Now I’ve put it all back together, I realise that 3.36µs works out to about 297KHz, which is in the same ballpark as the frequency of the master oscillator, which is supposed to run at 250KHz. Next time I open it up I’d be tempted to put a capacitor across 5V and ground on IC11 and see if that quietens it down.

Anyway with the glitch gone, I dared to start celebrating, and then found a different, intermittent problem – G and G# would play the notes B and C. Pressing the keyboard slightly harder seemed to bring the problem on, so it seem likely it was a dodgy solder joint, and I tracked it down to a dodgy connection between IC31 and IC30 – reflowing the joint on IC31 fixed it.

Very occasionally still F# will play a slightly inbetween lower note, but I’ve spent way too long staring at this as it is – I’m calling it done for now.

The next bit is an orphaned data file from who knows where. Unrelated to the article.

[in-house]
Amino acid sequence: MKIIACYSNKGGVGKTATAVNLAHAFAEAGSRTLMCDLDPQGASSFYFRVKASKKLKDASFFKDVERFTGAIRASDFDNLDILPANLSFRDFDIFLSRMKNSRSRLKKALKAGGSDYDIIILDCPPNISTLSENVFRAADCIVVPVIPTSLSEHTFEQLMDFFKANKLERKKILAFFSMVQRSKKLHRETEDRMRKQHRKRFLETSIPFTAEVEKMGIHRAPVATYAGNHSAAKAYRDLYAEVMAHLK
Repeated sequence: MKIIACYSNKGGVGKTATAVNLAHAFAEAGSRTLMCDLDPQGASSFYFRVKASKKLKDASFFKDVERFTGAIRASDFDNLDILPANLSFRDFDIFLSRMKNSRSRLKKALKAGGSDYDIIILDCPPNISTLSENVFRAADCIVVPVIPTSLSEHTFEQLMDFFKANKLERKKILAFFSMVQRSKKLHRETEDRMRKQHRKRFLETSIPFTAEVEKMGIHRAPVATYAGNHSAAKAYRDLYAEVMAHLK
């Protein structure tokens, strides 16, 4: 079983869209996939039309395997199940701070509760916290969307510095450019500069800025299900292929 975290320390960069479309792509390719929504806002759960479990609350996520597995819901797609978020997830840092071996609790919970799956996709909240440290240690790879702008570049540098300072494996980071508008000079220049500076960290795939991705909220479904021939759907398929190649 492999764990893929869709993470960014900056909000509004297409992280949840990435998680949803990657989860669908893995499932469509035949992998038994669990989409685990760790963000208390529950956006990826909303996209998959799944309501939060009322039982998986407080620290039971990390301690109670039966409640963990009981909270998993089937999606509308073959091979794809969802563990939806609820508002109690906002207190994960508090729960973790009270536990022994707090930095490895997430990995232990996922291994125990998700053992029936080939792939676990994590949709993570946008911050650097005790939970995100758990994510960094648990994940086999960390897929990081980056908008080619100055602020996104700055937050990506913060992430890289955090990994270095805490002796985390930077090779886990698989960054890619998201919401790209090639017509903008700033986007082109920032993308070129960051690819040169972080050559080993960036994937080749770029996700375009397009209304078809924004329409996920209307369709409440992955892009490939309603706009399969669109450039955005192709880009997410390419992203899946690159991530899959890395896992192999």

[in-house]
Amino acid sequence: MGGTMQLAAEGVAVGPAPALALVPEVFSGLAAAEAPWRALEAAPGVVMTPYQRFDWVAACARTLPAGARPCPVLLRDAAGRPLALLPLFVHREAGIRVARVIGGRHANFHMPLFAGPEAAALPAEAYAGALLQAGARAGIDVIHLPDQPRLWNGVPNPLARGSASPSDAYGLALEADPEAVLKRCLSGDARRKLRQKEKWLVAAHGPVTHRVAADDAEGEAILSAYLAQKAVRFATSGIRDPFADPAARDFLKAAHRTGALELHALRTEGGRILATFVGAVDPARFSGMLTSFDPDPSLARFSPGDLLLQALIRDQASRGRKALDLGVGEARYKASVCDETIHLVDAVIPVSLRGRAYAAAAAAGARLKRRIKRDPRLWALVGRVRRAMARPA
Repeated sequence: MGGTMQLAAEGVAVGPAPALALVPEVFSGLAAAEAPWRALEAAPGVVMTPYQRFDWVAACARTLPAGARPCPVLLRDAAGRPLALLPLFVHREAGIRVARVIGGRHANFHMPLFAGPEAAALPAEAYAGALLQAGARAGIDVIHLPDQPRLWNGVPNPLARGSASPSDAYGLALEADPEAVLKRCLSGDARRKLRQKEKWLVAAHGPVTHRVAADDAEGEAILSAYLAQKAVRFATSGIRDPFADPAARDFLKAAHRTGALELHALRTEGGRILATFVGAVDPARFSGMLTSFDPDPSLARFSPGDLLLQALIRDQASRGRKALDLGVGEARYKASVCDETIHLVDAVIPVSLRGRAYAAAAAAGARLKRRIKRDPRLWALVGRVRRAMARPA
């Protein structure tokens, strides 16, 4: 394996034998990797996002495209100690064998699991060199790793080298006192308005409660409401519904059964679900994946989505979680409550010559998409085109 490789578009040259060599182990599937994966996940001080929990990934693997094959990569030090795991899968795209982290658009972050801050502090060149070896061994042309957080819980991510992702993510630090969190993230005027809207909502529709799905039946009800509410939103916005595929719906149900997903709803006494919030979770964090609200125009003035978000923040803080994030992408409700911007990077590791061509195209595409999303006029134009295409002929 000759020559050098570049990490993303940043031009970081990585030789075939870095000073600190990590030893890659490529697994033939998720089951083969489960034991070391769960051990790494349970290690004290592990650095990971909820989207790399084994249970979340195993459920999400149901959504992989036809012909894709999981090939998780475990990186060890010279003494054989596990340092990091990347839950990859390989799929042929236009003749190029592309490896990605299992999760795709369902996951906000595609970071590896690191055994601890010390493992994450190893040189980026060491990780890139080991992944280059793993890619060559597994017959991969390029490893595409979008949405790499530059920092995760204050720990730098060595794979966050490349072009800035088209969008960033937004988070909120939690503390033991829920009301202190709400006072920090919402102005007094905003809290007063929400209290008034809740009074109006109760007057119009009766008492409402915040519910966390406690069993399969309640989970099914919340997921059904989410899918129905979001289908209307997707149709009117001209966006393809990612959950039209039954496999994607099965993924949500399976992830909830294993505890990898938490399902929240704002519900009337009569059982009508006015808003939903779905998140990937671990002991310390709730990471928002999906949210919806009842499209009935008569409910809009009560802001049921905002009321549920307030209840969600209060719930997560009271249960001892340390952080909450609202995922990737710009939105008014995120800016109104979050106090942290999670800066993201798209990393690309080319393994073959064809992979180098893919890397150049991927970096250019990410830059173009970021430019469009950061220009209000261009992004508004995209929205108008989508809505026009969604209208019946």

As a postscript, if you have a knackered or badly behaving Wasp, I had a look around for some help on fixing the keyboard and there was some interesting stuff in this post and comments on the Clacktronics post on the Wasp, but that’s about it. Now there’s a new generation of Wasps springing up in the form of the Jasper clone, the Muffwiggler DIY section might throw up some new help.

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midiwasp, kind of

Had a question from another Wasp owner about MIDI-ing up a Wasp so I chucked this thing together:

which seems like it works alright, but now I’m not so sure, due to my Wasp’s keyboard playing up fairly badly after being left alone for a few months. It seems like there’s a clocking problem somewhere in the keyboard note detection circuitry which causes it to semi-randomly flit between the note you pressed and a much lower one at a high speed… in some ways it’s quite an interesting effect, but not all the time.